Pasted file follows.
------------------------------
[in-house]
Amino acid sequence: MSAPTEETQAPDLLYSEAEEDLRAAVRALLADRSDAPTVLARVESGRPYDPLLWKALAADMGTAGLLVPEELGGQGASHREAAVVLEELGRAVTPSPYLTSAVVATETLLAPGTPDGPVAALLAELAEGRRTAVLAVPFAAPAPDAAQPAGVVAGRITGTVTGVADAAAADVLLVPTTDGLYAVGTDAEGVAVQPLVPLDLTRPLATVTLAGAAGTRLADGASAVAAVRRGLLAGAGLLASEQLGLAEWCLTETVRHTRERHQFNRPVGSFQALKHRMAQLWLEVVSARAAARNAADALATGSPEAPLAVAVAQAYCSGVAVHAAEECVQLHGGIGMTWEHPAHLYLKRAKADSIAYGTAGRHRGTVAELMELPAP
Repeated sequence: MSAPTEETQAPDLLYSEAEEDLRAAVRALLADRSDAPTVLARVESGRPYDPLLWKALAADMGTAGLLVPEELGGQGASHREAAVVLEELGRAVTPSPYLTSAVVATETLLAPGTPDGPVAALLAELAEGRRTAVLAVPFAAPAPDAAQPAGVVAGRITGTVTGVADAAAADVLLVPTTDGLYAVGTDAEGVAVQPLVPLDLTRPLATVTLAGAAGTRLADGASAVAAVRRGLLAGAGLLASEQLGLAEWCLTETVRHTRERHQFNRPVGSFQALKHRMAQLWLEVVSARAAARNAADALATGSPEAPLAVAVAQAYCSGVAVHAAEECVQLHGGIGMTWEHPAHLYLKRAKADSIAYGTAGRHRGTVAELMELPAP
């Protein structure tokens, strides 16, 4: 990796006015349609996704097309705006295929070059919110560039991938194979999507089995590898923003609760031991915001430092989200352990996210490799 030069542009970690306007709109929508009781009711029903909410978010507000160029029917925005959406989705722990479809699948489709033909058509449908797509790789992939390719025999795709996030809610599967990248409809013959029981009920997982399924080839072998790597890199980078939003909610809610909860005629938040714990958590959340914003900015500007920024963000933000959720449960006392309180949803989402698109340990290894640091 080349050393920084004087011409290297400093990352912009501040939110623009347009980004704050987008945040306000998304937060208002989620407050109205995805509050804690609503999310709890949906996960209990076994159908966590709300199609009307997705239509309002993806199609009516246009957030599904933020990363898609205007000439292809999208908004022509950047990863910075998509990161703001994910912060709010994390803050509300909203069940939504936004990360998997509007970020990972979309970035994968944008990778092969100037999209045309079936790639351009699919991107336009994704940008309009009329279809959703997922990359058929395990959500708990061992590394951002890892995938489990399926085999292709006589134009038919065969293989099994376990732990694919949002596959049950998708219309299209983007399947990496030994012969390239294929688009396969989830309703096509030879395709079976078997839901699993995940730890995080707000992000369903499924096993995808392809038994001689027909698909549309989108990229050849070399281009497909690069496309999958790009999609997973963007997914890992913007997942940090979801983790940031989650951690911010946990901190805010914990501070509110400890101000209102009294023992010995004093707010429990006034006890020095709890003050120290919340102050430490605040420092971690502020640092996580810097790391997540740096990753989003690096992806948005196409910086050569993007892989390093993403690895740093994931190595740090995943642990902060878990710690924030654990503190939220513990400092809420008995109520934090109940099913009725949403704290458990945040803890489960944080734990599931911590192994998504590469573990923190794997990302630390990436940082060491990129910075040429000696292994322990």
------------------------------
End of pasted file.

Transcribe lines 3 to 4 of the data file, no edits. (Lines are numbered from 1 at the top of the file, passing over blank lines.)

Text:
Repeated sequence: MSAPTEETQAPDLLYSEAEEDLRAAVRALLADRSDAPTVLARVESGRPYDPLLWKALAADMGTAGLLVPEELGGQGASHREAAVVLEELGRAVTPSPYLTSAVVATETLLAPGTPDGPVAALLAELAEGRRTAVLAVPFAAPAPDAAQPAGVVAGRITGTVTGVADAAAADVLLVPTTDGLYAVGTDAEGVAVQPLVPLDLTRPLATVTLAGAAGTRLADGASAVAAVRRGLLAGAGLLASEQLGLAEWCLTETVRHTRERHQFNRPVGSFQALKHRMAQLWLEVVSARAAARNAADALATGSPEAPLAVAVAQAYCSGVAVHAAEECVQLHGGIGMTWEHPAHLYLKRAKADSIAYGTAGRHRGTVAELMELPAP
């Protein structure tokens, strides 16, 4: 990796006015349609996704097309705006295929070059919110560039991938194979999507089995590898923003609760031991915001430092989200352990996210490799 030069542009970690306007709109929508009781009711029903909410978010507000160029029917925005959406989705722990479809699948489709033909058509449908797509790789992939390719025999795709996030809610599967990248409809013959029981009920997982399924080839072998790597890199980078939003909610809610909860005629938040714990958590959340914003900015500007920024963000933000959720449960006392309180949803989402698109340990290894640091 080349050393920084004087011409290297400093990352912009501040939110623009347009980004704050987008945040306000998304937060208002989620407050109205995805509050804690609503999310709890949906996960209990076994159908966590709300199609009307997705239509309002993806199609009516246009957030599904933020990363898609205007000439292809999208908004022509950047990863910075998509990161703001994910912060709010994390803050509300909203069940939504936004990360998997509007970020990972979309970035994968944008990778092969100037999209045309079936790639351009699919991107336009994704940008309009009329279809959703997922990359058929395990959500708990061992590394951002890892995938489990399926085999292709006589134009038919065969293989099994376990732990694919949002596959049950998708219309299209983007399947990496030994012969390239294929688009396969989830309703096509030879395709079976078997839901699993995940730890995080707000992000369903499924096993995808392809038994001689027909698909549309989108990229050849070399281009497909690069496309999958790009999609997973963007997914890992913007997942940090979801983790940031989650951690911010946990901190805010914990501070509110400890101000209102009294023992010995004093707010429990006034006890020095709890003050120290919340102050430490605040420092971690502020640092996580810097790391997540740096990753989003690096992806948005196409910086050569993007892989390093993403690895740093994931190595740090995943642990902060878990710690924030654990503190939220513990400092809420008995109520934090109940099913009725949403704290458990945040803890489960944080734990599931911590192994998504590469573990923190794997990302630390990436940082060491990129910075040429000696292994322990």